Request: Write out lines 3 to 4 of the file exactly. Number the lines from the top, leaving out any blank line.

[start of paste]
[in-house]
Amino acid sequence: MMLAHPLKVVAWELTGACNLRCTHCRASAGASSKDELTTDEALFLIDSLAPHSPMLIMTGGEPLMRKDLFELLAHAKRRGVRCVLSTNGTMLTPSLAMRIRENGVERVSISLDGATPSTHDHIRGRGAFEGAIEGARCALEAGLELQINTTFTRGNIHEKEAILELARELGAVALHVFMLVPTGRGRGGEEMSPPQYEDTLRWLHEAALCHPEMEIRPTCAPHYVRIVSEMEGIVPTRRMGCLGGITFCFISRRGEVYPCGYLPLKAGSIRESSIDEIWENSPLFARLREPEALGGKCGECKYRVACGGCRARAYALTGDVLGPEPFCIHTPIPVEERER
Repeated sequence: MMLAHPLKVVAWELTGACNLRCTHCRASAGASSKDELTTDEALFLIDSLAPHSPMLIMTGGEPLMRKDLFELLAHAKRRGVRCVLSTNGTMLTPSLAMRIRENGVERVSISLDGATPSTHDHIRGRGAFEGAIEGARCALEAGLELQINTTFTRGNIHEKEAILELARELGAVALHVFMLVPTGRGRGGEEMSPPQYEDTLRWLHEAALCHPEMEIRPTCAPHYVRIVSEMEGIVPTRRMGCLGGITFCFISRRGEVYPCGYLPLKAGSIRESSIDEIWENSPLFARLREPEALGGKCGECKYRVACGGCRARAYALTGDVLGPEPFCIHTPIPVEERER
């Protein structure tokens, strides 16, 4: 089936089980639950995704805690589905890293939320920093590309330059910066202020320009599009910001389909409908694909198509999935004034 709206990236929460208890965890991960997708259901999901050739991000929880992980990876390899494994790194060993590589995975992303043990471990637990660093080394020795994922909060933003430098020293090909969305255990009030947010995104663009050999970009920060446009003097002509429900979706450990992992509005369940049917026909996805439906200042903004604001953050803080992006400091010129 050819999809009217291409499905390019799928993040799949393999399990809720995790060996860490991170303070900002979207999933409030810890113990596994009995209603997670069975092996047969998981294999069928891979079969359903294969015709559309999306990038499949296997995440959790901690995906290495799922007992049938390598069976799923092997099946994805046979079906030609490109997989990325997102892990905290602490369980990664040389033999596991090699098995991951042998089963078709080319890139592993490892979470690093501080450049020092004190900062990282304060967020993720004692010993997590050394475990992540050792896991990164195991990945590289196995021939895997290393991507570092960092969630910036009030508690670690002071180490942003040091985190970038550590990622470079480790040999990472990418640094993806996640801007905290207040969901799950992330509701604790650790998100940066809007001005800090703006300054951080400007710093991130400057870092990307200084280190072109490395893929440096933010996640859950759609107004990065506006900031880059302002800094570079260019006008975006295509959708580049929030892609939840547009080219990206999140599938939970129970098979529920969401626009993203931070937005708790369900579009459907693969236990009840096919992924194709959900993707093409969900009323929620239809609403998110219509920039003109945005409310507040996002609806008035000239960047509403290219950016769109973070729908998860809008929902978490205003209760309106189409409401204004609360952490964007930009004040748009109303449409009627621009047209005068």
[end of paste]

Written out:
Repeated sequence: MMLAHPLKVVAWELTGACNLRCTHCRASAGASSKDELTTDEALFLIDSLAPHSPMLIMTGGEPLMRKDLFELLAHAKRRGVRCVLSTNGTMLTPSLAMRIRENGVERVSISLDGATPSTHDHIRGRGAFEGAIEGARCALEAGLELQINTTFTRGNIHEKEAILELARELGAVALHVFMLVPTGRGRGGEEMSPPQYEDTLRWLHEAALCHPEMEIRPTCAPHYVRIVSEMEGIVPTRRMGCLGGITFCFISRRGEVYPCGYLPLKAGSIRESSIDEIWENSPLFARLREPEALGGKCGECKYRVACGGCRARAYALTGDVLGPEPFCIHTPIPVEERER
């Protein structure tokens, strides 16, 4: 089936089980639950995704805690589905890293939320920093590309330059910066202020320009599009910001389909409908694909198509999935004034 709206990236929460208890965890991960997708259901999901050739991000929880992980990876390899494994790194060993590589995975992303043990471990637990660093080394020795994922909060933003430098020293090909969305255990009030947010995104663009050999970009920060446009003097002509429900979706450990992992509005369940049917026909996805439906200042903004604001953050803080992006400091010129 050819999809009217291409499905390019799928993040799949393999399990809720995790060996860490991170303070900002979207999933409030810890113990596994009995209603997670069975092996047969998981294999069928891979079969359903294969015709559309999306990038499949296997995440959790901690995906290495799922007992049938390598069976799923092997099946994805046979079906030609490109997989990325997102892990905290602490369980990664040389033999596991090699098995991951042998089963078709080319890139592993490892979470690093501080450049020092004190900062990282304060967020993720004692010993997590050394475990992540050792896991990164195991990945590289196995021939895997290393991507570092960092969630910036009030508690670690002071180490942003040091985190970038550590990622470079480790040999990472990418640094993806996640801007905290207040969901799950992330509701604790650790998100940066809007001005800090703006300054951080400007710093991130400057870092990307200084280190072109490395893929440096933010996640859950759609107004990065506006900031880059302002800094570079260019006008975006295509959708580049929030892609939840547009080219990206999140599938939970129970098979529920969401626009993203931070937005708790369900579009459907693969236990009840096919992924194709959900993707093409969900009323929620239809609403998110219509920039003109945005409310507040996002609806008035000239960047509403290219950016769109973070729908998860809008929902978490205003209760309106189409409401204004609360952490964007930009004040748009109303449409009627621009047209005068």